Liquid Crystal Technology Produces Reconfigurable Metalenses

Human beings have mastered the art of refracting light for over five centuries—by molding glass into lenses and then integrating or bending those lenses to enlarge and clarify images either far-off or close-up.

Giuseppe Strangi views a metalens array. Image Credit: Case Western Reserve University.

However, in the past 10 years or so, a research team, under the guidance of a Harvard University researcher Federico Capasso, has started to redefine the field of optics by designing flat optics metasurfaces.

They used an array of millions of small, transparent, and microscopically thin quartz pillars to diffract and shape the flow of light in a way that is relatively the same as a glass lens, but without the irregularities that naturally tend to restrict the glass.

The World Economic Forum (WEF) had selected the technology among the top 10 Emerging Technologies in 2019, which demonstrated that such increasingly clearer and smaller lenses would soon be integrated into optical-fiber lines, sensors, camera phones, and medical imaging devices, like endoscopes.

According to the WEF, “Making the lenses used by mobile phones, computers and other electronic devices smaller has been beyond the capabilities of traditional glass cutting and glass curving techniques. These tiny, thin, flat lenses could replace existing bulky glass lenses and allow further miniaturization in sensors and medical imaging devices.”

Making Metalenses “Reconfigurable”

Giuseppe Strangi, a physics professor from Case Western Reserve University, and collaborators from Harvard University, have now taken a step to make such “metalenses” even more beneficial—by rendering them reconfigurable.

To achieve this feat, the team harnessed nanoscale forces to infiltrate liquid crystals between those tiny pillars, enabling them to mold and diffract the light in entirely different ways—that is, “tuning” the focusing power, stated Strangi.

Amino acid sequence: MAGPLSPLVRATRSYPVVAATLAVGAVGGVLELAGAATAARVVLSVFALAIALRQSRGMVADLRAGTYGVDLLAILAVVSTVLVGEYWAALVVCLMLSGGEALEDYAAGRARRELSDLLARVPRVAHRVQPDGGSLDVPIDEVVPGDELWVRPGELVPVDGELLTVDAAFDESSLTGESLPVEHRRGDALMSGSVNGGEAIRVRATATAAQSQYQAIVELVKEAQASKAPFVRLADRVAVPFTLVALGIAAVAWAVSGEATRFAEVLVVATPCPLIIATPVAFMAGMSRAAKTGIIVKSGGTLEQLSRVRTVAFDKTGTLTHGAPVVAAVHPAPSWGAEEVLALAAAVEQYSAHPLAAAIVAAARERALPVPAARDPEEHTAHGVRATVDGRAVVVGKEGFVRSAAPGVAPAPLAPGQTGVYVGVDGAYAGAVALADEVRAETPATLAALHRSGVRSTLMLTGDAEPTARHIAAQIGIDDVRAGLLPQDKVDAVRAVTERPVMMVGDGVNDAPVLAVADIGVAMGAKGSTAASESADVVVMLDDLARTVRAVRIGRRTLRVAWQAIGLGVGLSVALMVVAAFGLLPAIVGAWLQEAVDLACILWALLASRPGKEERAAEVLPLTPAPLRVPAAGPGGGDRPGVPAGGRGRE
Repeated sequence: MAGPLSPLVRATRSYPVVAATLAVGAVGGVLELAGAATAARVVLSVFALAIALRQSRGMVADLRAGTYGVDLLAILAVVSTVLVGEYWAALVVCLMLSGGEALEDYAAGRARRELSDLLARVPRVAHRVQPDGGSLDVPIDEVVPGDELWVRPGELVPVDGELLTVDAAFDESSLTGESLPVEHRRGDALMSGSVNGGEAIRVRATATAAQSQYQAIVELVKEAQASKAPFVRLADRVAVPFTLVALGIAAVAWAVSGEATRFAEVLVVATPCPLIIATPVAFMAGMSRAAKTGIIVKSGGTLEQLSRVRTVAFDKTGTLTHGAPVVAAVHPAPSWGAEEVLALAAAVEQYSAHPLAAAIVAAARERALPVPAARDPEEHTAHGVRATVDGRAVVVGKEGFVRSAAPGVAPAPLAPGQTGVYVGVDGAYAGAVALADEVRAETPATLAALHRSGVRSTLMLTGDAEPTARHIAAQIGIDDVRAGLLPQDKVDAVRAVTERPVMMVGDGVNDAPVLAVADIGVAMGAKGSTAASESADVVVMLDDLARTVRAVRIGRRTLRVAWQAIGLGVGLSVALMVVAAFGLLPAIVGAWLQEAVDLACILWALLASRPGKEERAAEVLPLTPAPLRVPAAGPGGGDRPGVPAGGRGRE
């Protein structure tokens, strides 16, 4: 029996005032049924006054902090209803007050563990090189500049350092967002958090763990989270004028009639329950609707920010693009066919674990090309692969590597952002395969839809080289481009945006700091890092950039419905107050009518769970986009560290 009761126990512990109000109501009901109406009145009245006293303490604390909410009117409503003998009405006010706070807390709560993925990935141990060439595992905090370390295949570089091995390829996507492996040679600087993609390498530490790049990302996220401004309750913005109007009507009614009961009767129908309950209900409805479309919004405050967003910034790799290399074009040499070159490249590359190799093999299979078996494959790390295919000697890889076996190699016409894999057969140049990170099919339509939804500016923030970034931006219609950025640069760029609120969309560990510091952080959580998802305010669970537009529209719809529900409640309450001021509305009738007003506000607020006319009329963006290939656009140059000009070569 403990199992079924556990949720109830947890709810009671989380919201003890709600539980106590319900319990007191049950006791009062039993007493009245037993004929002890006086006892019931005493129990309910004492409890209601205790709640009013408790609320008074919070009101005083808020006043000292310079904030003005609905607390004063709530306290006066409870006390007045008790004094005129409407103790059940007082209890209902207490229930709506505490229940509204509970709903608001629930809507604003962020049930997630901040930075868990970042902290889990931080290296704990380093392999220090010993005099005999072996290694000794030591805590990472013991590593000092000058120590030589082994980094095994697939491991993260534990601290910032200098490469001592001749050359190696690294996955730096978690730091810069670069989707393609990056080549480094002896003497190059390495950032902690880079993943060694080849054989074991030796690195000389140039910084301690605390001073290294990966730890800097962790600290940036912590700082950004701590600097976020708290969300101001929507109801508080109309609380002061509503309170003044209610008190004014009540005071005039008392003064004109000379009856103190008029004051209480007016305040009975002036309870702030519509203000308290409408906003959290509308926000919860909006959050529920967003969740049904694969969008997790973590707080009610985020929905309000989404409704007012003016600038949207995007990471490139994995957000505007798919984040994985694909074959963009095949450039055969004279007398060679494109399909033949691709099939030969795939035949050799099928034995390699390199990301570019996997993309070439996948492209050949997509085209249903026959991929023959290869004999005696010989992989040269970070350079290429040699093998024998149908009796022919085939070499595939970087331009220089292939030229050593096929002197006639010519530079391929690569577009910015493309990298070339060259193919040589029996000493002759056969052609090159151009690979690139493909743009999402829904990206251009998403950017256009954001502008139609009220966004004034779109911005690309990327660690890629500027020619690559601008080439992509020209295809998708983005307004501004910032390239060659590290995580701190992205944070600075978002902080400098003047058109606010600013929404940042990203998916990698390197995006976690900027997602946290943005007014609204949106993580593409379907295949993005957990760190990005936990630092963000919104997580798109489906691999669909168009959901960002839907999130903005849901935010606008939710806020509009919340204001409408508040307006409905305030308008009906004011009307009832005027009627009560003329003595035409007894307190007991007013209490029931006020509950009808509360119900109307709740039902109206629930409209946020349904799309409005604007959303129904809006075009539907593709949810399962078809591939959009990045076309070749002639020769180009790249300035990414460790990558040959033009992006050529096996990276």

Moreover, liquid crystals are particularly useful because they can be exploited optically, magnetically, electrically, or thermally, which leads to the possibility for the reconfigurable or flexible lenses.

We believe that this holds the promise to revolutionize optics as we know it since the 16th century.

Giuseppe Strangi, Professor, Department of Physics, Case Western Reserve University

Strangi’s Nanoplasm Lab at Case Western Reserve University analyzes “extreme optics” as well as the “interaction of matter and light at nanoscale,” among other kinds of matters.

Until now, as soon as a glass lens is molded into a stiff curve, it could bend the light only in one way, unless physically moved or integrated with other lenses, added Strangi.

But metalenses changed all that, because they enable scientists to design the wavefront by managing amplitude, phase, and polarization of the light.

Now, by managing the liquid crystal, the team was able to take this new group of metalensses towards new technological and scientific endeavors to produce reconfigurable structured light.

This is just the first step, but there are many possibilities for using these lenses, and we have already been contacted by companies interested in this technology.

Giuseppe Strangi, Professor, Department of Physics, Case Western Reserve University

The study reporting this major innovation was published in the Proceedings of the National Academy of Sciences in early August 2020.

Strangi teamed up with many other scientists in Europe and the United States, including fellow researchers Andrew Lininger and Jonathan Boyd from Case Western Reserve University; Giovanna Palermo from the Universita’ della Calabria in Italy; and Capasso, Alexander Zhu, and Joon-Suh Park from the John A. Paulson School of Engineering and Applied Sciences at Harvard University.

According to Lininger, part of the issue with present applications of metasurfaces is that their shape is already fixed at the point of production; however, “by enabling reconfigurability in the metasurface, these limitations can be overcome.”

Capasso, who first developed the flat optics research field and also published a study on metalenses in 2014, credited Strangi for the concept of infiltrating the metalenses with liquid crystals, and according to him, this breakthrough brings scientists one step closer to even bigger things.

Our ability to reproducibly infiltrate with liquid crystals state-of-the art metalenses made of over 150 million nanoscale diameter glass pillars and to significantly change their focusing properties is a portent of the exciting science and technology I expect to come out of reconfigurable flat optics in the future.

Federico Capasso, Scientist, Harvard University

Journal Reference

Lininger, A., et al. (2020) Optical properties of metasurfaces infiltrated with liquid crystals. Proceedings of the National Academy of Sciences.


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